MORRISON, Colo. -- As his own crew chief and driver, Mike Neff is in a novel position every time he floors the gas pedal in the Funny Car dragster he races under the John Force team banner.
"It's a little unique, but I can only be mad at myself if it doesn't go right," Neff said Friday.
There's been no need, especially lately, for Neff -- the crew chief -- to chew out Neff -- the driver. A little more than midway through the NHRA season, Neff has racked up a commanding lead in the division, reaching seven final rounds with four wins, including the last two events at Joliet, Ill., and Norwalk, Ohio.
His 172-point margin, over Jack Beckman in second, is the biggest among the four racing categories in the NHRA's Full Throttle Drag Racing series.
On Friday, in provisional qualifying at the NHRA Mopar Mile High Nationals at Bandimere Speedway, Neff was the fourth-fastest over the 1,000-foot course, covering the distance in 4.204 seconds and reaching a top speed of 302.21 mph in his Ford Mustang.
Cruz Pedregon of Brownsburg, Ind., was the top provisional qualifier, covering the distance in 4.095 seconds and reaching a speed of 307.51 mph in his Toyota Camry in his second run, a Bandimere track record for the Funny Car division.
"That is definitely the run of my career, bar none," said Pedregon, a 20-year race veteran. "But our main objective is to win Sunday."
The top 16 from qualifying rounds Friday and Saturday for the Top Fuel, Funny Car, Pro Stock and Pro Stock Motorcycle divisions advance to Sunday's elimination rounds.
Neff remains on course this season to become the first in the modern era to win a Funny Car title as both his own crew chief and driver. The last to do so was Shirl Greer in 1974 under a points system that included both NHRA national and regional races. The current format, tabulating points only from national events, was implemented in 1984.
"It would be amazing if somehow we were able to accomplish that, but that's a long ways away and I don't even think about it at this point," Neff said. "We've got 11 more races to go and we'll see where we're at when it's all over."
Eddie Krawiec of Brownsburg, Ind., was the top provisional qualifier Friday in the Pro Stock motorcycle category, covering the straight-line, quarter-mile course in 7.311 seconds and reaching a top speed of 181.96 mph on a Harley-Davidson. Mike Edwards of Coweta, Okla., finished first in Pro Stock qualifying, going 196.50 mph and covering the quarter-mile in 6.989 seconds in a Pontiac GXP.
Among Top Fuel dragsters, Del Worsham of Chino Hills finished as the top provisional qualifier, hitting 314.53 mph and covering the 1,000-foot course in 3.933 seconds in his Hadman engine.
After a long climb to the top as a crew chief, Neff, 44, of Indianapolis, helped driver Gary Scelzi win the 2005 Funny Car championship for the Don Schumacher team. Scelzi's win ended a 12-year run by Force, who soon found himself offering Neff the chance to join his team as a driver and as a chief mechanic.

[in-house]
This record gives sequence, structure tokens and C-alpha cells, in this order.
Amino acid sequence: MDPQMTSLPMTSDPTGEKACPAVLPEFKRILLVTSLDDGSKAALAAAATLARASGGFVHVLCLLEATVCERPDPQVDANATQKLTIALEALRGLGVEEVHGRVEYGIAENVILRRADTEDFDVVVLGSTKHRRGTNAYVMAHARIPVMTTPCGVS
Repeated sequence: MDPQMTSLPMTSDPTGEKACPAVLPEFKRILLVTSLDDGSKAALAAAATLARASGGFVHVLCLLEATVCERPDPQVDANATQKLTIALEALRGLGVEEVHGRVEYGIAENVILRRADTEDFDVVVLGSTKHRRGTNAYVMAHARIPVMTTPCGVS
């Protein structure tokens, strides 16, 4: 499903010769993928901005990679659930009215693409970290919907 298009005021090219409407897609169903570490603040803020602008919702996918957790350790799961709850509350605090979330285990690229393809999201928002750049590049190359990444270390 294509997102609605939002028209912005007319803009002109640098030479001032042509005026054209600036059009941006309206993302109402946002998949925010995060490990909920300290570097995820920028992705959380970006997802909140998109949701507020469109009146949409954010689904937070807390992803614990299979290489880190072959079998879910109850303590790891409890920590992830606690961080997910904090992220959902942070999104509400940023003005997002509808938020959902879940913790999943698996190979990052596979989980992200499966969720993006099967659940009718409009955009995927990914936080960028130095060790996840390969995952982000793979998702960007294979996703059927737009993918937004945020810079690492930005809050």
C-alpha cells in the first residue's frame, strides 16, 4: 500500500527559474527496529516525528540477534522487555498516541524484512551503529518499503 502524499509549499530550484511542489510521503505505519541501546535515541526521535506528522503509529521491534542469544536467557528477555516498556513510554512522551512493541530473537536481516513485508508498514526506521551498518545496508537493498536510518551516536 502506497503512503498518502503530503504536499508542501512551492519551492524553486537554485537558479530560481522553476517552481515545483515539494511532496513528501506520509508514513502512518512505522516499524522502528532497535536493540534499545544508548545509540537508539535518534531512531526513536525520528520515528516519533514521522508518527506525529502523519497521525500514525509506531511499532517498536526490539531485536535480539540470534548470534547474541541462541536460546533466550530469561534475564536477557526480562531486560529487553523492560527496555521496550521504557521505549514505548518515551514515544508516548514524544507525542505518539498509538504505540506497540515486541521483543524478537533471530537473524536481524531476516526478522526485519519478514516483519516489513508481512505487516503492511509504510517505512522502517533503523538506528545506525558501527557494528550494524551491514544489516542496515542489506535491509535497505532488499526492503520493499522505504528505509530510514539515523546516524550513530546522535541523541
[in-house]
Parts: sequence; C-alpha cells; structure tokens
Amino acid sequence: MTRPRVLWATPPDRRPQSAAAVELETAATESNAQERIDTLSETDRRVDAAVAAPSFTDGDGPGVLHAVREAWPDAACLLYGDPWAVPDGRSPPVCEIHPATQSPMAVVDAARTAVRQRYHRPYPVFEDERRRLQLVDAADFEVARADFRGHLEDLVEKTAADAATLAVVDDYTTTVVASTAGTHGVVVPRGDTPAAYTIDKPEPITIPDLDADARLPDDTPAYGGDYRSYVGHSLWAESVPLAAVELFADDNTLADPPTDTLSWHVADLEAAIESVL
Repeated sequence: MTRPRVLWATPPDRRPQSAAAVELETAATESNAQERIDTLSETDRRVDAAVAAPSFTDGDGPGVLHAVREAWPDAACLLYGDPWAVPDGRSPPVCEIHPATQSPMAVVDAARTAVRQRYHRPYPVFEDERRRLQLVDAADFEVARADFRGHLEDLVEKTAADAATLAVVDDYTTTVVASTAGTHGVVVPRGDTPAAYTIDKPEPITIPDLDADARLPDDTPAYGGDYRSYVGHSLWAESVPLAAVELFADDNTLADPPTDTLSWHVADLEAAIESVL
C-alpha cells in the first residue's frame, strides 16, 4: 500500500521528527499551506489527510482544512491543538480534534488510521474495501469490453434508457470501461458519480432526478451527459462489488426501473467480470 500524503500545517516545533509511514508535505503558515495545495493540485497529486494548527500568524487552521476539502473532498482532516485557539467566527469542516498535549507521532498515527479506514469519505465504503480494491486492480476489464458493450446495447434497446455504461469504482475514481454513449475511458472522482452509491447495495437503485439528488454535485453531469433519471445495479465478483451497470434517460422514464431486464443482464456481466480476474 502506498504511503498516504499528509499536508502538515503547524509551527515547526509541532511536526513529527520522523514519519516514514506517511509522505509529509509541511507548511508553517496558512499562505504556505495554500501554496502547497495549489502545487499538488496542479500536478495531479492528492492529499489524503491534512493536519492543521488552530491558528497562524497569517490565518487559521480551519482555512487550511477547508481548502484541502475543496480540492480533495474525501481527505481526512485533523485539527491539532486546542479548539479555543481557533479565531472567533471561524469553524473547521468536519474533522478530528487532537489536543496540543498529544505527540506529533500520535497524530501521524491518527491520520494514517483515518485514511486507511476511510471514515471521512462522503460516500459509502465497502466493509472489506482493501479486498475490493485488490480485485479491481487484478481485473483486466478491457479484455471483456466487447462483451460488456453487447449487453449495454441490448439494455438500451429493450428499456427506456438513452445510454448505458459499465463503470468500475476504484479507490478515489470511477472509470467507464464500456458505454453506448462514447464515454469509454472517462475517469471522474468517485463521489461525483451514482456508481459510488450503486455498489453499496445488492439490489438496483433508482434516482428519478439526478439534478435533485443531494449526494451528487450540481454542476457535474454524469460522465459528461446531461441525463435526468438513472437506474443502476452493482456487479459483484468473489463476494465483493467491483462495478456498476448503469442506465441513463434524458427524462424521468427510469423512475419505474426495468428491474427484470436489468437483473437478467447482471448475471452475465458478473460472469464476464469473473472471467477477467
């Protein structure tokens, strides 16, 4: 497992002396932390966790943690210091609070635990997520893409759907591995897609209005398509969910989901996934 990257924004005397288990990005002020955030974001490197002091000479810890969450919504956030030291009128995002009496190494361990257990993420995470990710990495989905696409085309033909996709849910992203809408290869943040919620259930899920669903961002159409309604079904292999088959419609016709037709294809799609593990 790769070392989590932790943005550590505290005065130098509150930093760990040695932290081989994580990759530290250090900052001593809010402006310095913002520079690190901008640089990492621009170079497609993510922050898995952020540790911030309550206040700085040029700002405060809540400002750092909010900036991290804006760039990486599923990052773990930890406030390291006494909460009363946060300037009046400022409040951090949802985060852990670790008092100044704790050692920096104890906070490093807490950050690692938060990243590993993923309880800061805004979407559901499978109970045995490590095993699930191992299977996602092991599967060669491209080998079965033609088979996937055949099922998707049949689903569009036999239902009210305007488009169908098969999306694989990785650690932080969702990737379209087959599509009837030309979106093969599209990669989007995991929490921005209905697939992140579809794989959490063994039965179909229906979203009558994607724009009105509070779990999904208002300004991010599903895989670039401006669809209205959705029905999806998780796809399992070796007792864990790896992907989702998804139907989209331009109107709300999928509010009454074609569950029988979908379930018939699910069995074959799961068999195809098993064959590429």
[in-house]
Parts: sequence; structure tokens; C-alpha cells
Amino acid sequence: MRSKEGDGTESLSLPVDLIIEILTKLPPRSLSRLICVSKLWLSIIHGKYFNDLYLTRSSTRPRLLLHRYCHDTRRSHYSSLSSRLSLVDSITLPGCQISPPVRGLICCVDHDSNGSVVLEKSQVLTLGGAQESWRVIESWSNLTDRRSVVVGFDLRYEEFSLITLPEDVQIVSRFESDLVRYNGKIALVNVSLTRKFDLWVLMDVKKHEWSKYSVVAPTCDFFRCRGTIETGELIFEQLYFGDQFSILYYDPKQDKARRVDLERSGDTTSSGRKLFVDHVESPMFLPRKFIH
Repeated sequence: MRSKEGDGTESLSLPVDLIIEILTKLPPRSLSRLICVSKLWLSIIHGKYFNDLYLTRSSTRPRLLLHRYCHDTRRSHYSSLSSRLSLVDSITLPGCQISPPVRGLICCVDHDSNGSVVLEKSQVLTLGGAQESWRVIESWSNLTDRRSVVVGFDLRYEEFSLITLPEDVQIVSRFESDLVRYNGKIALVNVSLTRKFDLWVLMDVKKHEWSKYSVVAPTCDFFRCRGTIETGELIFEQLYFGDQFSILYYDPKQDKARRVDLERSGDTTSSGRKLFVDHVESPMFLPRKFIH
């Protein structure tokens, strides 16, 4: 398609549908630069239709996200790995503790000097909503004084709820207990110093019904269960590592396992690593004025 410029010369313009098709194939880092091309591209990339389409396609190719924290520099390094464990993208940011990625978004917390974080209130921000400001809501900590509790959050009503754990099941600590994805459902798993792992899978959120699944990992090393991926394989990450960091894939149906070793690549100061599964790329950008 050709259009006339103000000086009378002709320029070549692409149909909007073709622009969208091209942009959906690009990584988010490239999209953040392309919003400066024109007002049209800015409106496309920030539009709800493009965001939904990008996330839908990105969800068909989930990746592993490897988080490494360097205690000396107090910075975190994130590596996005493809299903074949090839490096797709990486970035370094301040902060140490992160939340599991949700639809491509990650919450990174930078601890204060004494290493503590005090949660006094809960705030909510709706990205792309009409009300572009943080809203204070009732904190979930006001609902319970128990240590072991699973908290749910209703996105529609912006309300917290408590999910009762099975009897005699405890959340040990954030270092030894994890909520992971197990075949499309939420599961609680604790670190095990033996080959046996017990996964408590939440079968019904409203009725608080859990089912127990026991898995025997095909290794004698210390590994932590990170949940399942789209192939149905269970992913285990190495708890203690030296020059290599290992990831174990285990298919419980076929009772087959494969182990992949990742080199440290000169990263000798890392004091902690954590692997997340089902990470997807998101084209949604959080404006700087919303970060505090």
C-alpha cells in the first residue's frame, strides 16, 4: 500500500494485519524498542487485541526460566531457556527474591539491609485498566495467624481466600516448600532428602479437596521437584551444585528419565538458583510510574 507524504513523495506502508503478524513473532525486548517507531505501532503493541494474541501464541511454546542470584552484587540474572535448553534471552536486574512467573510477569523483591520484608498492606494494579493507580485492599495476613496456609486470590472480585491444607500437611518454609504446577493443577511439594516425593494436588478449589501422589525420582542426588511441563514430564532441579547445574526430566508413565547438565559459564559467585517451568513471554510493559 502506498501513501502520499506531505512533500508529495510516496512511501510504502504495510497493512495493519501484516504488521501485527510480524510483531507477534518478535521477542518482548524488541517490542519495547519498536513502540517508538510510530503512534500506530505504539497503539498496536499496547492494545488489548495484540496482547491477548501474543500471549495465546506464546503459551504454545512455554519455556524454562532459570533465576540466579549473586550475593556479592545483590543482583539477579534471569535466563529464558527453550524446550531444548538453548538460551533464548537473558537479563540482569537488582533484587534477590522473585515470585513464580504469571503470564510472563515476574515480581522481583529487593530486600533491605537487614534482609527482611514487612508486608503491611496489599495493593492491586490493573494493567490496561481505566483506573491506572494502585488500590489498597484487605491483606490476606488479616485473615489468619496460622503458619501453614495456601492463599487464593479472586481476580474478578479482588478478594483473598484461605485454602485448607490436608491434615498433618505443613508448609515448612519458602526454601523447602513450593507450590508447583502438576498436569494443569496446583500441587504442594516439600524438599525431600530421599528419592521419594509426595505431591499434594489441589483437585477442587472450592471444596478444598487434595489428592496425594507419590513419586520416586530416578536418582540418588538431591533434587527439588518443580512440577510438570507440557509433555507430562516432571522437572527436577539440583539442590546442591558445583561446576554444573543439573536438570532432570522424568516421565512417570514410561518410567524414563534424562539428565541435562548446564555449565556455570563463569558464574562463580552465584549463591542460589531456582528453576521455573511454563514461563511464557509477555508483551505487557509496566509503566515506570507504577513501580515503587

Force said Neff had proven he was a championship-caliber crew chief and he had a feeling that his intimacy with the pits as well as his competitive history as a motocross racer in high school would help him make the transition to the speedway.
Besides, Force added, "I thought he was going to be a pain in my side for years."
Better that they were on the same team, Force said with a smile.
Neff said he had thought about driving before but never really considered it realistic until Force gave him the chance to do it.
"I never thought it would be a possibility," Neff said. "I wasn't running around every day fantasizing about it."
Yet, he jumped at the opportunity to race.
"It was just the chance of a lifetime," Neff said. "After working on 'em for all those years and doing everything on them, the only thing I hadn't done pretty much was driving. To have that opportunity was kind of the last piece of the puzzle and something I just couldn't pass up."
The transition has gone remarkably well. Neff, a native of Hemet, Calif., was the NHRA's Rookie of the Year in 2008 and the following year, he became the seventh different driver to win a Funny Car race in a Force racing team Ford Mustang.
When tough economic times and a reduction in sponsorship money led Force to cut his racing fleet from four to three cars, Neff returned to serve as a crew chief for Force, who went on to win the 2010 championship.
He resumed driving this season when Force's Funny Car-driving daughter, Ashley Force Hood, had to take this season off because of her pregnancy.
Force moved to his daughter's car and Neff took over the highly charged, modified Mustang that Force drove to his last title last season. The dragsters are powered by Ford Boss 500 cubic inch engines generating between 8,000 and 9,000 horsepower.
"He knows that car better than anybody," Force said.
There's no arguing with the results so far from Neff, the crew chief or driver, either.